12 desserts a day, ice cream 16/7, and HP

Life on a cruise ship is not for the faint of resolution. I got home yesterday from our week cruise from Seattle to Juneau and Ketchikan. We had lovely accommodations, excellent service, and great food. In fact, on our ship, there were five places to eat. There were three formal dining areas and a "grill" with burgers and hot dogs, and a 16-hour buffet with non-stop entrees, snacks, desserts, and ice cream, both hard and soft. It was an extravaganza of edibles.

The food in the buffet was pretty good. The food in the dining rooms was terrific. We ate most of our meals in the Vista Dining Room with elegant table settings and formal service and a view of the water. The breakfast menu was substantial; the lunch and dinner menus each offered four courses of gourmet food, including a choice of 12, count 'em 12, different desserts at both lunch and dinner.

After an appetizer, soup, and an entree, I was never hungry for dessert but that didn't mean I didn't want one. The first couple of meals were okay. I ordered the fruit plate and watched the 5-6 other people at the table eat their warm fruit crisp with ice cream, or the chocolate mousse cake, or the special combination of creamy sauce and caramel and pound cake, or the baked alaskan, and I felt virtuous.

Then it got tougher. My commitment began to waver and I started to feel immensely sorry for myself. I'd go up to the Lido to the buffet to get hot water for tea and watch people strolling with waffle cones of chocolate or mango ice cream, licking their lips and talking about how fabulous it was. At lunch one day in the dining room, a woman went on and on about the bread pudding with whipped cream that showed up at lunch each day at the buffet and you could eat all you wanted. I wanted to push her overboard.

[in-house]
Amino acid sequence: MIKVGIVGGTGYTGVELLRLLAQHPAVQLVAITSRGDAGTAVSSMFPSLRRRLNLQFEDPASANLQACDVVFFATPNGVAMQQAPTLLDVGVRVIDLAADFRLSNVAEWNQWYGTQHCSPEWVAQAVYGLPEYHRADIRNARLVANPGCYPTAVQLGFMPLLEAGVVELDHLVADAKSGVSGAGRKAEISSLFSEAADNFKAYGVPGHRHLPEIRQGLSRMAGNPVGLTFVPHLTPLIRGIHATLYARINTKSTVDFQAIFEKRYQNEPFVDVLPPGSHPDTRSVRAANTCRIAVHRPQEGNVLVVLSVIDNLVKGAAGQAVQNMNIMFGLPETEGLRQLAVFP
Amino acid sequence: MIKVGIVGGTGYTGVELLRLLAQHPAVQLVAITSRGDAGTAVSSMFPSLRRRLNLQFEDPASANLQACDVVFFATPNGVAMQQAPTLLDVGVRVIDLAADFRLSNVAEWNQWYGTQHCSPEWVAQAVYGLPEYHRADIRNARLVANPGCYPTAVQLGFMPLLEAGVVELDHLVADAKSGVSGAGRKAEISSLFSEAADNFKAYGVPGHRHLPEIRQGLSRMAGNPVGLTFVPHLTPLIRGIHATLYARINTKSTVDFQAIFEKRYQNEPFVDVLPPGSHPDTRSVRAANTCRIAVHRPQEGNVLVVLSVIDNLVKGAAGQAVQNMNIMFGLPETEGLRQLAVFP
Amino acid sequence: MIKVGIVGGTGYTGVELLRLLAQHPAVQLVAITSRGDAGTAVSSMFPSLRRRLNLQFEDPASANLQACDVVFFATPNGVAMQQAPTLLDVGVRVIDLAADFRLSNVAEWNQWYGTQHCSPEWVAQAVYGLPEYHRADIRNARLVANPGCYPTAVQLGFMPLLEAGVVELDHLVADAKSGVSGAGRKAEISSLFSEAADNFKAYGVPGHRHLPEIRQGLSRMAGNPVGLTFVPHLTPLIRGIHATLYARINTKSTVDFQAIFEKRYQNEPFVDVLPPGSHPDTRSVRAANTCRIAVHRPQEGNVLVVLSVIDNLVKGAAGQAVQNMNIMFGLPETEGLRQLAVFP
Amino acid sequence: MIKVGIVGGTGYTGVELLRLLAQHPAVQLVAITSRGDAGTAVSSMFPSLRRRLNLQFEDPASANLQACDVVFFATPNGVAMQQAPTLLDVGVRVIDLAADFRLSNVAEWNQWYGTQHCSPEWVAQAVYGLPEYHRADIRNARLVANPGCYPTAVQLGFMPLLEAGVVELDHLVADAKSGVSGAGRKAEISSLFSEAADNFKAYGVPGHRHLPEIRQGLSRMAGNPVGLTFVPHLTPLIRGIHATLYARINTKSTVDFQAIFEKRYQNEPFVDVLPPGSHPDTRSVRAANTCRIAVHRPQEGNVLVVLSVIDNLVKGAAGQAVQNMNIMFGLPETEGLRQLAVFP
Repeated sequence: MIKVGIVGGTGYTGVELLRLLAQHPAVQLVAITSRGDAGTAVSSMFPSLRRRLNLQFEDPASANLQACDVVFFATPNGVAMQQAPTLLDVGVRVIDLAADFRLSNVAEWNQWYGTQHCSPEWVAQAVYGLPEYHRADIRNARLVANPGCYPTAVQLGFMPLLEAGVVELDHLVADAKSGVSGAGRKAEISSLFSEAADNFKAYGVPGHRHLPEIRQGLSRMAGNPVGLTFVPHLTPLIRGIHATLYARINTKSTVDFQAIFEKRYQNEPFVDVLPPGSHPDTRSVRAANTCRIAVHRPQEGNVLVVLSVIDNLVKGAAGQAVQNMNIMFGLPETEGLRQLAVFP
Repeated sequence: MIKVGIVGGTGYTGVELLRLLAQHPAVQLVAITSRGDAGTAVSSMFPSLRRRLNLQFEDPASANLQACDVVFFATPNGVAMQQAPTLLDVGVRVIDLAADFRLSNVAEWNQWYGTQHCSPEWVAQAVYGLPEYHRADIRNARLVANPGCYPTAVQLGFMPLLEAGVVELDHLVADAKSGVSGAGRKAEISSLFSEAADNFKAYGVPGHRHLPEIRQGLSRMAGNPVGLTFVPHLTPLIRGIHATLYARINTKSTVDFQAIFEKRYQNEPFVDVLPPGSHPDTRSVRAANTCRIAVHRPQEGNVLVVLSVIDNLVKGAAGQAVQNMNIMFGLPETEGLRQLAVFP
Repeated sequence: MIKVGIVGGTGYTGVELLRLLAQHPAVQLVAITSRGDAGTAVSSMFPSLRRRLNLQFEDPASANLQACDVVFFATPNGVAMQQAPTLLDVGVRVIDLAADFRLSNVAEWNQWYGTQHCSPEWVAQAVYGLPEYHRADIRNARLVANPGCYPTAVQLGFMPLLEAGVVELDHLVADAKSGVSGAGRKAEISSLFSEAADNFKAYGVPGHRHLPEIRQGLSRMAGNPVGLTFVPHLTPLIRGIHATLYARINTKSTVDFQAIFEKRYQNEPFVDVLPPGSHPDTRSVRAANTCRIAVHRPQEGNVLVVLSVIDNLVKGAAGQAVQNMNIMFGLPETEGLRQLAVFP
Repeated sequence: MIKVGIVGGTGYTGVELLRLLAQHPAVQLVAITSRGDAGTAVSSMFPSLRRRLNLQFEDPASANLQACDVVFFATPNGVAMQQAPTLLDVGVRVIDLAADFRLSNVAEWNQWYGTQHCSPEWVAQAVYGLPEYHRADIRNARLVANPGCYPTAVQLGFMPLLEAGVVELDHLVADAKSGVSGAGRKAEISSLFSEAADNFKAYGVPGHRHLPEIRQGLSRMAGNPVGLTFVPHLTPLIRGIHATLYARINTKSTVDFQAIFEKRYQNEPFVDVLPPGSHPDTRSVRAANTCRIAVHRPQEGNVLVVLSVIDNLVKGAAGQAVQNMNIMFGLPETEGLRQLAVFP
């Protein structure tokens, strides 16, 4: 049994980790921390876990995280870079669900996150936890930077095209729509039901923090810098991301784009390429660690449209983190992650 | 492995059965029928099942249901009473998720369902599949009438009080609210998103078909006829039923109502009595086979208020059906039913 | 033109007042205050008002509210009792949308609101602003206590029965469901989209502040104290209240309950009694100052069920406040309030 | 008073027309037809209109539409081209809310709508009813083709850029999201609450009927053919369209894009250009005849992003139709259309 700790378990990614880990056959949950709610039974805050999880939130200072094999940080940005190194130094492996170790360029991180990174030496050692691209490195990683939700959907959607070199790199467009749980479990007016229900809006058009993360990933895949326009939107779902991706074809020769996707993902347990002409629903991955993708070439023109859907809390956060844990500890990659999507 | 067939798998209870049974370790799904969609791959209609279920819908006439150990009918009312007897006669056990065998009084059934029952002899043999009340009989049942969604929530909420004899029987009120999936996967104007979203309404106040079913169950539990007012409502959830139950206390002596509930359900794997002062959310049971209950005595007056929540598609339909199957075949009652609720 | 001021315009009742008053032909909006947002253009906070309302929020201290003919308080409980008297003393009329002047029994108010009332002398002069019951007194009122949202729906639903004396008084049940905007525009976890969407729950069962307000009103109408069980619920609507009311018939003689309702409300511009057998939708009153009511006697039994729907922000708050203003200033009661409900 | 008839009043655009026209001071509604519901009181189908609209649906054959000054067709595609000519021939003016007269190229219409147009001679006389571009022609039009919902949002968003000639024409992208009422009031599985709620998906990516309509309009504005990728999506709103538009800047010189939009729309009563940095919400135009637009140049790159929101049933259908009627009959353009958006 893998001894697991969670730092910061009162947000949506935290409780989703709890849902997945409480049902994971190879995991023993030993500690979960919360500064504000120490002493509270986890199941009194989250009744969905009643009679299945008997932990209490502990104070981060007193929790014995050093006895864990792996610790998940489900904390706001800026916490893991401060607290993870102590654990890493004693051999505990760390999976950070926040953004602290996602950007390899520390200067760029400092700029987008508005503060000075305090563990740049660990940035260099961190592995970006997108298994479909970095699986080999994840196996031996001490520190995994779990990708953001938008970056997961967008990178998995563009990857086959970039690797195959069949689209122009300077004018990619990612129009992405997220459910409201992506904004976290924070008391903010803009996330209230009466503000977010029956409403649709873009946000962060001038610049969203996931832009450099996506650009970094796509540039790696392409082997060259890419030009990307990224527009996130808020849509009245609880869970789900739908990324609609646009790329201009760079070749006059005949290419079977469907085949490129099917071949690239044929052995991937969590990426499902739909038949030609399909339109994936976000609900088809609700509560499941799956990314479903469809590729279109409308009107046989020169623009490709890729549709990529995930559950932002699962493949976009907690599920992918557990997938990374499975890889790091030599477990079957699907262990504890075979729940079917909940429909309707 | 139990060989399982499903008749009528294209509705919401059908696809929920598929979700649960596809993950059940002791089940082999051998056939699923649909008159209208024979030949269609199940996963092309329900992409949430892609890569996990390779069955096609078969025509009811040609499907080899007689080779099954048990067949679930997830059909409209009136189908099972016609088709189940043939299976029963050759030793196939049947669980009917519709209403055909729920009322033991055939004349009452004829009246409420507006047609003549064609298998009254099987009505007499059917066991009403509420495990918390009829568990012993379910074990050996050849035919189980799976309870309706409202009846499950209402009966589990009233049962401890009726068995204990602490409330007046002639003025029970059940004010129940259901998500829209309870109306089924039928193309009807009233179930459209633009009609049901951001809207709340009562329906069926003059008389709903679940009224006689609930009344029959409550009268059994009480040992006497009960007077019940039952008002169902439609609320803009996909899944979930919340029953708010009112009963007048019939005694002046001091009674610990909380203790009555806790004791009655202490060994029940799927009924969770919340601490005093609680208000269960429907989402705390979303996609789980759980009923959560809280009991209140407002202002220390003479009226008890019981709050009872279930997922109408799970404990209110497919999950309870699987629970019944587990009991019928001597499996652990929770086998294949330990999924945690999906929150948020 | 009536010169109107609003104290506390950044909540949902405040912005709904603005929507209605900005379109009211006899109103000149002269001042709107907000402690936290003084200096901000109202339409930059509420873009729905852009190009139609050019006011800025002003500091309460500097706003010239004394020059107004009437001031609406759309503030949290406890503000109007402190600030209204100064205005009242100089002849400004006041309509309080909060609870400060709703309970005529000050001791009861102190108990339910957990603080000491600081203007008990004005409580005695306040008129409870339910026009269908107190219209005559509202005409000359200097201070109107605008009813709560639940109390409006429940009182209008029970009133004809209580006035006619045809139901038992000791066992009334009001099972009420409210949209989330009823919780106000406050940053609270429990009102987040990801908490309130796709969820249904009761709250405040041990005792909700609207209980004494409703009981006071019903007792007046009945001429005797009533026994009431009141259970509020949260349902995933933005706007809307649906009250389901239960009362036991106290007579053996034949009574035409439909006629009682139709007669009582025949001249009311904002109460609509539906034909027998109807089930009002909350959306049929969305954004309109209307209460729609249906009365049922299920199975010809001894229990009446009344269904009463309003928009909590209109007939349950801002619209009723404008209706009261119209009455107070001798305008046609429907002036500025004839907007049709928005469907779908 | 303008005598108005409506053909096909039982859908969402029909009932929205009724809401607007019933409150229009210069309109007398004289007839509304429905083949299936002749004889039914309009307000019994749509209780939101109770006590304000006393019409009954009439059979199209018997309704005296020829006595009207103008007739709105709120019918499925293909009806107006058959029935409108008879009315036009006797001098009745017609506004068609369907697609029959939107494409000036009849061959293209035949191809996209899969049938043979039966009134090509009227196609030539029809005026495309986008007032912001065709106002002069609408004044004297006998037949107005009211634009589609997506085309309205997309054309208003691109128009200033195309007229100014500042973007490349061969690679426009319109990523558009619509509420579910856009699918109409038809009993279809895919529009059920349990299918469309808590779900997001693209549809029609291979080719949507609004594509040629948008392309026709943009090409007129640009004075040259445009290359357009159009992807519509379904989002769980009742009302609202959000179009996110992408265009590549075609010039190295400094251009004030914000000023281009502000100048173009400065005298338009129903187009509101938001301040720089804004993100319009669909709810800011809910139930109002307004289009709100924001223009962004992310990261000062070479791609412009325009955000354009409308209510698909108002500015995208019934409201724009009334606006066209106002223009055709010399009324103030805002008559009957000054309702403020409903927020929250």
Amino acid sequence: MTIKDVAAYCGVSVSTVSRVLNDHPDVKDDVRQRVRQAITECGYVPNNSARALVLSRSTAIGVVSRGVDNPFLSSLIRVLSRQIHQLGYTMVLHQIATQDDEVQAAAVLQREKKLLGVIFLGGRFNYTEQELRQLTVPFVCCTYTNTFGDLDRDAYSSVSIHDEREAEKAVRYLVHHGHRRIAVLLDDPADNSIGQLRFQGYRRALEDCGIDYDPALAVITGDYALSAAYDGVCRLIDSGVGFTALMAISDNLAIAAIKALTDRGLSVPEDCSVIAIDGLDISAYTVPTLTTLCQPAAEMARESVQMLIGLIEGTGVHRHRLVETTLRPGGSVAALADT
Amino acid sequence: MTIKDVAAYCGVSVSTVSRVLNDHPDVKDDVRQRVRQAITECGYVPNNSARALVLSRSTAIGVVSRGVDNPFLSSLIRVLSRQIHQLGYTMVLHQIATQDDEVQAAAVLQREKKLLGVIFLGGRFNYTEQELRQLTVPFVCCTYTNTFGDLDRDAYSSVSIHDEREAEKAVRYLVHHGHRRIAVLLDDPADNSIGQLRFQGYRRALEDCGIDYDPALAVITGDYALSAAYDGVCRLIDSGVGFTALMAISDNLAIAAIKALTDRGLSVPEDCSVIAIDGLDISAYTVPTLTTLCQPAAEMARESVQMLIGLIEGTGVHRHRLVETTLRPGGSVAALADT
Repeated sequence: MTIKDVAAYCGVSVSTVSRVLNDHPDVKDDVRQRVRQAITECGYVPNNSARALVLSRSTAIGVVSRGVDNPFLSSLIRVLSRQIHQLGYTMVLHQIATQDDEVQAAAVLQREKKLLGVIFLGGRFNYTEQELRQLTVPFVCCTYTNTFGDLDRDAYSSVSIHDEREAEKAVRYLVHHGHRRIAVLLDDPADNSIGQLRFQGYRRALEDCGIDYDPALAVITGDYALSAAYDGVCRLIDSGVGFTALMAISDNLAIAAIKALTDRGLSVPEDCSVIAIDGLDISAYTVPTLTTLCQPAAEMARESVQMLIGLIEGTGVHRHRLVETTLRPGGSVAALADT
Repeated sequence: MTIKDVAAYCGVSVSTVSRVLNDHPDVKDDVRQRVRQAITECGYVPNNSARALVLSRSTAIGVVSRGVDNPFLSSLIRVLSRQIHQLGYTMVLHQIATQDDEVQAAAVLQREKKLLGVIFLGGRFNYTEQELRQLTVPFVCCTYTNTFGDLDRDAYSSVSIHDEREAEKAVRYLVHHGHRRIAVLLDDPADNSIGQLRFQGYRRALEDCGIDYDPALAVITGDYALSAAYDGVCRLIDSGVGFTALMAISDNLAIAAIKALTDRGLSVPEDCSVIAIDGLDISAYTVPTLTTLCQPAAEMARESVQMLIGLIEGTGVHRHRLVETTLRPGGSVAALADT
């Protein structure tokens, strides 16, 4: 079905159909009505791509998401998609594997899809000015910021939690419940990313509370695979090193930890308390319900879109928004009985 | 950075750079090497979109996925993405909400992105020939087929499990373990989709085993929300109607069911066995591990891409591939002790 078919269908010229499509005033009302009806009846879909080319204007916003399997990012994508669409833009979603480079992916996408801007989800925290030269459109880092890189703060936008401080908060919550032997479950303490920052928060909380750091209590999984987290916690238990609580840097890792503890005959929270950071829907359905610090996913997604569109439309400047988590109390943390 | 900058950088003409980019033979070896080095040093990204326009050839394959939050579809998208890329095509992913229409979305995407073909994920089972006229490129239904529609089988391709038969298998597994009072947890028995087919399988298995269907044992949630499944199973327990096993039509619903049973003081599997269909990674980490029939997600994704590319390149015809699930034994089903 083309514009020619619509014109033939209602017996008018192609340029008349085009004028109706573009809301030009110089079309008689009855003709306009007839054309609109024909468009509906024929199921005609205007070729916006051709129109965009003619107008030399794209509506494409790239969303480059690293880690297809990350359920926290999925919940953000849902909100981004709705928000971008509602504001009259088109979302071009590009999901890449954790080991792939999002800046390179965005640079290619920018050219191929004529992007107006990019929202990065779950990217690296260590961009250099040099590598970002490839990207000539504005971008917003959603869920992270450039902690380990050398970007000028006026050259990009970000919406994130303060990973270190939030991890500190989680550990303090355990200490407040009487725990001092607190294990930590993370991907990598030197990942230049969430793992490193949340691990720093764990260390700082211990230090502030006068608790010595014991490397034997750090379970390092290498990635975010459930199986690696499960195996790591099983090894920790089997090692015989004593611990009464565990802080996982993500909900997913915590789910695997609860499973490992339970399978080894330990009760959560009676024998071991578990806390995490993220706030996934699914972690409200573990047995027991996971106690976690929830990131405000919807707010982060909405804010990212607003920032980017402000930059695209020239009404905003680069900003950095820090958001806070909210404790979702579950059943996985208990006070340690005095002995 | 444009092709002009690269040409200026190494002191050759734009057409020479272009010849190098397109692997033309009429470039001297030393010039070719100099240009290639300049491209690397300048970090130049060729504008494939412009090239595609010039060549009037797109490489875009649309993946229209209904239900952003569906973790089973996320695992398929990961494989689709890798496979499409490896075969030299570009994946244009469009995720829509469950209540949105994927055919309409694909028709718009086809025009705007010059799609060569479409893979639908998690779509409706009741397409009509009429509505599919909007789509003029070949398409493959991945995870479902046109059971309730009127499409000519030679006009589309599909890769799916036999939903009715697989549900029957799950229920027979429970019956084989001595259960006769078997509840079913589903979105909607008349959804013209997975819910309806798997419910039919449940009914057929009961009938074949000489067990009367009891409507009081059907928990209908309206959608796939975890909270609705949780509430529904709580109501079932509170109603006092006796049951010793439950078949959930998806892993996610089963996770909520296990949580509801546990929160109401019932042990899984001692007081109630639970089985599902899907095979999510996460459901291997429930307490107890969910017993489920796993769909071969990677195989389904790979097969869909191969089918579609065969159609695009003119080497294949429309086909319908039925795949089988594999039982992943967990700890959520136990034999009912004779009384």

My commitment wavered a bit more. "Maybe tonight I'll have dessert," I said to Melanie, the friend I was travelling with. It was day 3 and I was really tired of the fruit plate.

"Well, you could," she said. "How would you feel about that afterward?"

"I don't know," I wanted to say, but it was a lie. The dessert would go down and I would want another. And so I told her about the waffle. On day 2, I ate breakfast in the buffet by myself. I ate eggs and bacon and toast and then decided I could have a waffle (hot, fresh) with fruit on it. There was hot maple syrup to go on it, and hot chocolate syrup, and hot caramel syrup but I'd have fruit. So I did. And it was delicious and that wasn't the end of it. For the next 48 hours, that waffle was in my thoughts. Or rather another one like it was in my thoughts, maybe two this time, maybe with caramel. I do love caramel. And I was right back into craving. I didn't eat another waffle.

The last indecision occured at dinner on Day 5. We'd opted to eat in the very fanciest dining room (it cost extra) and the food was fabulous. And I decided that I could have dessert. Just this once, on this special occasion. I was all set to do it. And when the dessert menu came, there were 6 choices: 5 had alcohol and the 6th was cheesecake, which I don't like. And I realized my higher power was intervening for me. And so I ordered the fruit plate.

There's a PS to the story. Other than no dessert, I ate what I wanted. And from the deliciousness of the dishes, I would guess I consumed enough butter for most of Portland. But when I got on the scale this morning, prepared to have gained some weight, I had lost 5 pounds. Go figure!


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